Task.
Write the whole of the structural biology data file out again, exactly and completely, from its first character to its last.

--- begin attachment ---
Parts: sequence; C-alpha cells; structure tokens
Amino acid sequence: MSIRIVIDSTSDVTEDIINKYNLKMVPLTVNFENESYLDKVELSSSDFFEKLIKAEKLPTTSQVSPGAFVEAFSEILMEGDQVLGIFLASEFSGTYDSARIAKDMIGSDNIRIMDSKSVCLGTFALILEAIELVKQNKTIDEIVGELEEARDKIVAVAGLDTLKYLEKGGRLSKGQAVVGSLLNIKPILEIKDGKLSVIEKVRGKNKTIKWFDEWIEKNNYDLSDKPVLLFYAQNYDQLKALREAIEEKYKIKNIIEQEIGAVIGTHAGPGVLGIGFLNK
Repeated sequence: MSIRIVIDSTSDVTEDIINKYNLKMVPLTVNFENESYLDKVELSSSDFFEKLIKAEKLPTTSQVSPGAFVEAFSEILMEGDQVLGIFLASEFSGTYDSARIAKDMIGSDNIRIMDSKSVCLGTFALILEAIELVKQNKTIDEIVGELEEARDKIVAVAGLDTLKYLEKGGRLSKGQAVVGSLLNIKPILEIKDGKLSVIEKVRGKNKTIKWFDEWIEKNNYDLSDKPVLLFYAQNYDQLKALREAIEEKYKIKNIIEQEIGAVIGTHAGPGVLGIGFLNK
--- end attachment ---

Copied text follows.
Parts: sequence; C-alpha cells; structure tokens
Amino acid sequence: MSIRIVIDSTSDVTEDIINKYNLKMVPLTVNFENESYLDKVELSSSDFFEKLIKAEKLPTTSQVSPGAFVEAFSEILMEGDQVLGIFLASEFSGTYDSARIAKDMIGSDNIRIMDSKSVCLGTFALILEAIELVKQNKTIDEIVGELEEARDKIVAVAGLDTLKYLEKGGRLSKGQAVVGSLLNIKPILEIKDGKLSVIEKVRGKNKTIKWFDEWIEKNNYDLSDKPVLLFYAQNYDQLKALREAIEEKYKIKNIIEQEIGAVIGTHAGPGVLGIGFLNK
Repeated sequence: MSIRIVIDSTSDVTEDIINKYNLKMVPLTVNFENESYLDKVELSSSDFFEKLIKAEKLPTTSQVSPGAFVEAFSEILMEGDQVLGIFLASEFSGTYDSARIAKDMIGSDNIRIMDSKSVCLGTFALILEAIELVKQNKTIDEIVGELEEARDKIVAVAGLDTLKYLEKGGRLSKGQAVVGSLLNIKPILEIKDGKLSVIEKVRGKNKTIKWFDEWIEKNNYDLSDKPVLLFYAQNYDQLKALREAIEEKYKIKNIIEQEIGAVIGTHAGPGVLGIGFLNK